Still, the movie is really fun for what it is: a glorious throwback to the stylings of old Hollywood when everything is colorful and not a hair on every actor’s face was out of place. And man, Hedy Lamarr as ‘Delilah’—I always thought the film unfairly painted her as some kind of scheming Jezebel, but later rewatchings did confirm that she’s more “anti-hero” than “villain” in this film. And thanks to “Run, Samson, Run” being played on infinite loop on Sunday radio, later generations of Ilonggos will always know the tale of the two doomed lovers, even if they don’t know that there was already a film made about it in the ‘50s.

3. King of Kings (1961)

King of Kings - Project Iloilo

For a list like this, it’s kinda expected that most of it would be populated by nothing but films about Jesus. And yes, there were many of them made between the ‘60s and ‘70s—too many, in fact, that it can be hard to distinguish one Jesus film from another (Jesus Christ Superstar, however, does not have this problem because at least this film’s Jesus sings, but I digress).

Honestly, I can hardly remember anything about this film, except for the fact that this is one of the more prominent movies shown on local TV during Holy Week. For all intents and purposes, this looks like a standard “biopic” too, so personally, it can be hard to take anything memorable from this. And speaking of “memorable”…

4. The Passion of the Christ (2004)

The Passion of the Christ - Project Iloilo

I once attended a fiesta in Balabago years ago, and a friend suggested I bring along some DVDs so we can have a movie marathon at their place. In all my infinite wisdom, the first thing that came to my mind to bring over was The Passion. Oh sure, everyone was still in a fun mood for the first fifteen minutes; it only took a little before all that laughter transitioned into a deathly silence up until the end of the film, and then we didn’t spoke with each other during dinner afterwards. If you’re looking for a movie that will surely put you in a state of pamalandong (a Visayan word for “meditation”)—as it surely did with us—then this is a prime candidate for Holy Week viewing.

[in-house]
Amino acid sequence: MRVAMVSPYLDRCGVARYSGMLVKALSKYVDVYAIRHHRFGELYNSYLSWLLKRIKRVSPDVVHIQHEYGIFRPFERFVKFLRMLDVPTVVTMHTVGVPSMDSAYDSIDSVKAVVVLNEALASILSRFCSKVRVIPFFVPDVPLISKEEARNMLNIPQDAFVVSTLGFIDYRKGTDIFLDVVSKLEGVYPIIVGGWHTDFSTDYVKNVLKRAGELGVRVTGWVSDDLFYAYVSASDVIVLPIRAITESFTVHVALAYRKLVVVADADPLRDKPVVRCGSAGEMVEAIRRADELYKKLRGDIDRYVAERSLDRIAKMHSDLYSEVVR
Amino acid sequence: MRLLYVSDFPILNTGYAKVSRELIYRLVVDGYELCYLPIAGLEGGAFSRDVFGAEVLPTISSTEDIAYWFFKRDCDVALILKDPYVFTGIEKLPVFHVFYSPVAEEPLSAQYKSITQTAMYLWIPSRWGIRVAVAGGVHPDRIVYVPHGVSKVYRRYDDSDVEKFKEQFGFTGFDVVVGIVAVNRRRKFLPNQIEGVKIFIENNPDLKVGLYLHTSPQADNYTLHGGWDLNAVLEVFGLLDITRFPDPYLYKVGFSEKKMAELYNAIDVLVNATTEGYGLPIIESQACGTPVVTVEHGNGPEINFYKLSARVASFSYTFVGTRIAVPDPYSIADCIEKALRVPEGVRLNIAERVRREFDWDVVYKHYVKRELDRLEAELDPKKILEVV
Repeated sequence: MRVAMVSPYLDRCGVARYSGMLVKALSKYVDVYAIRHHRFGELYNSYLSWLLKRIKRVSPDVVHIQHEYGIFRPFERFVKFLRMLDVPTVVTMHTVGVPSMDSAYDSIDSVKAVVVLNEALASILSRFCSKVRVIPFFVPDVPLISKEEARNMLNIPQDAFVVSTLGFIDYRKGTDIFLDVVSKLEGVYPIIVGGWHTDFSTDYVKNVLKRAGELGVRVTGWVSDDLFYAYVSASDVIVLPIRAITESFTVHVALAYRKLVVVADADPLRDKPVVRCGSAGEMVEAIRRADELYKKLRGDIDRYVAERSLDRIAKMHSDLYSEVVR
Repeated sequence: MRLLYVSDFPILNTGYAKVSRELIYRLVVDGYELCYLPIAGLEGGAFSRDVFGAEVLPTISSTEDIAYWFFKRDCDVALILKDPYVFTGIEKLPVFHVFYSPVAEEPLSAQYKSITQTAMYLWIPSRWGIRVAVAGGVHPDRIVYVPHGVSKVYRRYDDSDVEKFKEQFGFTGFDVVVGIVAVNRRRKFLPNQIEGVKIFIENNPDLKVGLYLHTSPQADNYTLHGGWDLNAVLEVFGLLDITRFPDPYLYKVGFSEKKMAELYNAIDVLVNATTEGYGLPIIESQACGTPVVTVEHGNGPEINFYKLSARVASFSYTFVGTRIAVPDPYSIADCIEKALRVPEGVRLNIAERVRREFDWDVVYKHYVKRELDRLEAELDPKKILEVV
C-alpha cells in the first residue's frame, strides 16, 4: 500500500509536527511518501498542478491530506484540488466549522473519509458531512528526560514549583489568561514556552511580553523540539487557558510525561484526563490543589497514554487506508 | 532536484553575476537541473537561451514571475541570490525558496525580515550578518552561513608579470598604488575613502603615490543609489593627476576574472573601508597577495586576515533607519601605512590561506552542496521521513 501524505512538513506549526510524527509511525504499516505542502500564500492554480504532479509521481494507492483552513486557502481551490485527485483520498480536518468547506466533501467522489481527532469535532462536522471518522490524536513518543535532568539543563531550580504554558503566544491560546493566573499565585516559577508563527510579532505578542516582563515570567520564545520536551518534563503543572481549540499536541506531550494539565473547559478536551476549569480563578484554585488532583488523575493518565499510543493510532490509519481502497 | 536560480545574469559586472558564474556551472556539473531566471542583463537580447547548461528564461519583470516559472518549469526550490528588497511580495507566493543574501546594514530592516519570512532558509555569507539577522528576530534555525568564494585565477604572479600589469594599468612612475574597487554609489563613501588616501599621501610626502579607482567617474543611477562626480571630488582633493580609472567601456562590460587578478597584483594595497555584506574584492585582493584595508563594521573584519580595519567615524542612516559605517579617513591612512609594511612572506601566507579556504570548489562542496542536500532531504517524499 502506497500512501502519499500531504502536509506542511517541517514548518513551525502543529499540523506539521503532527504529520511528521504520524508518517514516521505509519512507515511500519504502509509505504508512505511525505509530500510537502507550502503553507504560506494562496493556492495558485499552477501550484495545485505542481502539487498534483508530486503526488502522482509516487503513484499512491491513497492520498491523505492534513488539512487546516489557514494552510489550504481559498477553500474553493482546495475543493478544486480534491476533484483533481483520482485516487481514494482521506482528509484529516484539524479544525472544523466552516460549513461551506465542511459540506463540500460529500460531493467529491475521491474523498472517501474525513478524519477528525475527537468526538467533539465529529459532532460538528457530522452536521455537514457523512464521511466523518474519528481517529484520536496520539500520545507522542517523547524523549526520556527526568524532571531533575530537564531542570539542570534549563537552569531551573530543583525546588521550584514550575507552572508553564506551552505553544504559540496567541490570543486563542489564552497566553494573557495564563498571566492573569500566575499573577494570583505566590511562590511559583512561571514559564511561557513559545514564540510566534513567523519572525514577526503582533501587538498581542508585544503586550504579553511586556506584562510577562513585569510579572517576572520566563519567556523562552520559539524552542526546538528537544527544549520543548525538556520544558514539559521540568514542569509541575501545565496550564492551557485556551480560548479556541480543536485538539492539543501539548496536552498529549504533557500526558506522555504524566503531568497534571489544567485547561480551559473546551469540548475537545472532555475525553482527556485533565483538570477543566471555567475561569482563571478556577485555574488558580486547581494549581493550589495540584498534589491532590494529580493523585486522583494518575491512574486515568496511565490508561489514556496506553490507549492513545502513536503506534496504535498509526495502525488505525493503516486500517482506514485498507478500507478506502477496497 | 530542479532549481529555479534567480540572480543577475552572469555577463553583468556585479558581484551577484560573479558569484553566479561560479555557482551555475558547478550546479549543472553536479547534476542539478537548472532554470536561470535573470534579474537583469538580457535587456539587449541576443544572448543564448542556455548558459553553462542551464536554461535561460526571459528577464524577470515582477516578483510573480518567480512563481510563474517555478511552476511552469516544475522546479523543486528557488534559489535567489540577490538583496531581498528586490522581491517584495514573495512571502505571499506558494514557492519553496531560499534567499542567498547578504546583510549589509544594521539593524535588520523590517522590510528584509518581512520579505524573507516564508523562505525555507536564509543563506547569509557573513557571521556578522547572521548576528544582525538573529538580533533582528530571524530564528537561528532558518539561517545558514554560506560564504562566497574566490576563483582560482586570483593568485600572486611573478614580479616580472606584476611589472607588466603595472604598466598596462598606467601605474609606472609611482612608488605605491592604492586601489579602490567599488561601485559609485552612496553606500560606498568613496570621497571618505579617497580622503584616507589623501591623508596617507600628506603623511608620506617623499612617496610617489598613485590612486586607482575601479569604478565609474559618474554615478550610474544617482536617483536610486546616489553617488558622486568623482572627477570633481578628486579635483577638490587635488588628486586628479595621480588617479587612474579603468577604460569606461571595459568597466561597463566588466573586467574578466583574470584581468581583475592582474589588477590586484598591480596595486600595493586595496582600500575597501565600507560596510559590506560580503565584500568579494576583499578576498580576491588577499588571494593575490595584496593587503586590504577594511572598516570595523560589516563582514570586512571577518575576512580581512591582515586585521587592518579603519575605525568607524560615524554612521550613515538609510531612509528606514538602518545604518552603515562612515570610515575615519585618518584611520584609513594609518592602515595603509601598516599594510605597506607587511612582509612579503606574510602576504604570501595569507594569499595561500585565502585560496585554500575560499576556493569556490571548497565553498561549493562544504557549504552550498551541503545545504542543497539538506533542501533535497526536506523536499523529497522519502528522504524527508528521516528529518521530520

Its grittiness and violence is with a purpose though, and it’s admirable how director Mel Gibson can single-mindedly focus on the suffering of Jim Caviezel’s Jesus while providing incidental context to everything else that happens in the film. Even in the “clean” versions shown on local TV, it’s hard not to flinch every time a centurion punches Jesus in the mouth. It’s a movie clearly designed to make people uncomfortable, and based on my aforementioned Balabago experience, it clearly succeeds for the most part.

5. Tanging Yaman (2000)

Tanging Yaman - Project Iloilo

Oh, it’s not all Western movies on this list, oh no; I chose Tanging Yaman (titled as A Change of Heart in its global release, because why not?) as the lone Pinoy entrant in this list because really, what other local movie is being shown on national TV every Holy Week with seeming regularity? Not the Matt Ranillo III-starred Kristo, that’s for sure (for an artista screen name, that sure is a mouthful to pronounce).

Make no mistake: Tanging Yaman wears its spirituality on its bleached-white sleeves. Despite that, I never got the feeling that it ever tried to alienate anyone who does not subscribe to Christianity in any form; its themes of unity and family will seem familiar enough to anyone who have experienced squabbling with a sibling before. Yes, I’m looking at you.

And one note to make: just to make sure that the film is something that cannot be escaped easily even in the most casual of occasions, its theme song still gets played during Sunday masses. That, our dear readers, is REAL cultural penetration at work.

So, I know this list is far from perfect, but in the spirit of the season, the least I can ask of you is for your forgiveness. And what better way to do so than by commenting below on the films we may have missed for this list? So, what’s that one “Holy Week movie” that you grew up with and stayed with you up until this current point in your life? Please share it with us by commenting below!



Joseph Batcagan is the editor and a writer for Project Iloilo.